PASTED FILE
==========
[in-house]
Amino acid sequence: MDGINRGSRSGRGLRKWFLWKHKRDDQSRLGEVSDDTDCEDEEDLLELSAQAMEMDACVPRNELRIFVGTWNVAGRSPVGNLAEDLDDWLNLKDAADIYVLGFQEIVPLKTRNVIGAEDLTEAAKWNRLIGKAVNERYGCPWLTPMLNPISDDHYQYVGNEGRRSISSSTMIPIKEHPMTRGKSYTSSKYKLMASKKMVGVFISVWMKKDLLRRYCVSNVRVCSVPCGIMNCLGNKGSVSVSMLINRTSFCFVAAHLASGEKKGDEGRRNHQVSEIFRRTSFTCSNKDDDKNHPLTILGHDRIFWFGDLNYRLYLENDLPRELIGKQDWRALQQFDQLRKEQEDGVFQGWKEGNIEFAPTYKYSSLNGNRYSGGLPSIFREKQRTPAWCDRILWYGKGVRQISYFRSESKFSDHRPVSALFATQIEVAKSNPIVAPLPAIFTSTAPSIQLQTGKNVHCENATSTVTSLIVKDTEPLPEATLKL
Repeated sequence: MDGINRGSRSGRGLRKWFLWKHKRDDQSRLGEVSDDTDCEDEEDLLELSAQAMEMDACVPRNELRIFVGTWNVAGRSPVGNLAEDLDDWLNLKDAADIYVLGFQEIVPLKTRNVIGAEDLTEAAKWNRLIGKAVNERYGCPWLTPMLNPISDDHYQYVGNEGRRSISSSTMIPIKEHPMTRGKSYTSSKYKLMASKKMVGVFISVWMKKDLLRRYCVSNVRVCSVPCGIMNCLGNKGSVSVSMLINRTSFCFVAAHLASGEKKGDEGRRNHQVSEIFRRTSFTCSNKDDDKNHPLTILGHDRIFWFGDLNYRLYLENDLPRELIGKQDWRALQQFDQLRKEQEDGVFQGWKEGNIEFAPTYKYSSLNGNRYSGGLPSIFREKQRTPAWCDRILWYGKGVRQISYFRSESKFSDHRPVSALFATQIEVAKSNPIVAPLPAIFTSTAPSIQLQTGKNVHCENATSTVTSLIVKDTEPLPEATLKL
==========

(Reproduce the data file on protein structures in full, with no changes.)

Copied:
[in-house]
Amino acid sequence: MDGINRGSRSGRGLRKWFLWKHKRDDQSRLGEVSDDTDCEDEEDLLELSAQAMEMDACVPRNELRIFVGTWNVAGRSPVGNLAEDLDDWLNLKDAADIYVLGFQEIVPLKTRNVIGAEDLTEAAKWNRLIGKAVNERYGCPWLTPMLNPISDDHYQYVGNEGRRSISSSTMIPIKEHPMTRGKSYTSSKYKLMASKKMVGVFISVWMKKDLLRRYCVSNVRVCSVPCGIMNCLGNKGSVSVSMLINRTSFCFVAAHLASGEKKGDEGRRNHQVSEIFRRTSFTCSNKDDDKNHPLTILGHDRIFWFGDLNYRLYLENDLPRELIGKQDWRALQQFDQLRKEQEDGVFQGWKEGNIEFAPTYKYSSLNGNRYSGGLPSIFREKQRTPAWCDRILWYGKGVRQISYFRSESKFSDHRPVSALFATQIEVAKSNPIVAPLPAIFTSTAPSIQLQTGKNVHCENATSTVTSLIVKDTEPLPEATLKL
Repeated sequence: MDGINRGSRSGRGLRKWFLWKHKRDDQSRLGEVSDDTDCEDEEDLLELSAQAMEMDACVPRNELRIFVGTWNVAGRSPVGNLAEDLDDWLNLKDAADIYVLGFQEIVPLKTRNVIGAEDLTEAAKWNRLIGKAVNERYGCPWLTPMLNPISDDHYQYVGNEGRRSISSSTMIPIKEHPMTRGKSYTSSKYKLMASKKMVGVFISVWMKKDLLRRYCVSNVRVCSVPCGIMNCLGNKGSVSVSMLINRTSFCFVAAHLASGEKKGDEGRRNHQVSEIFRRTSFTCSNKDDDKNHPLTILGHDRIFWFGDLNYRLYLENDLPRELIGKQDWRALQQFDQLRKEQEDGVFQGWKEGNIEFAPTYKYSSLNGNRYSGGLPSIFREKQRTPAWCDRILWYGKGVRQISYFRSESKFSDHRPVSALFATQIEVAKSNPIVAPLPAIFTSTAPSIQLQTGKNVHCENATSTVTSLIVKDTEPLPEATLKL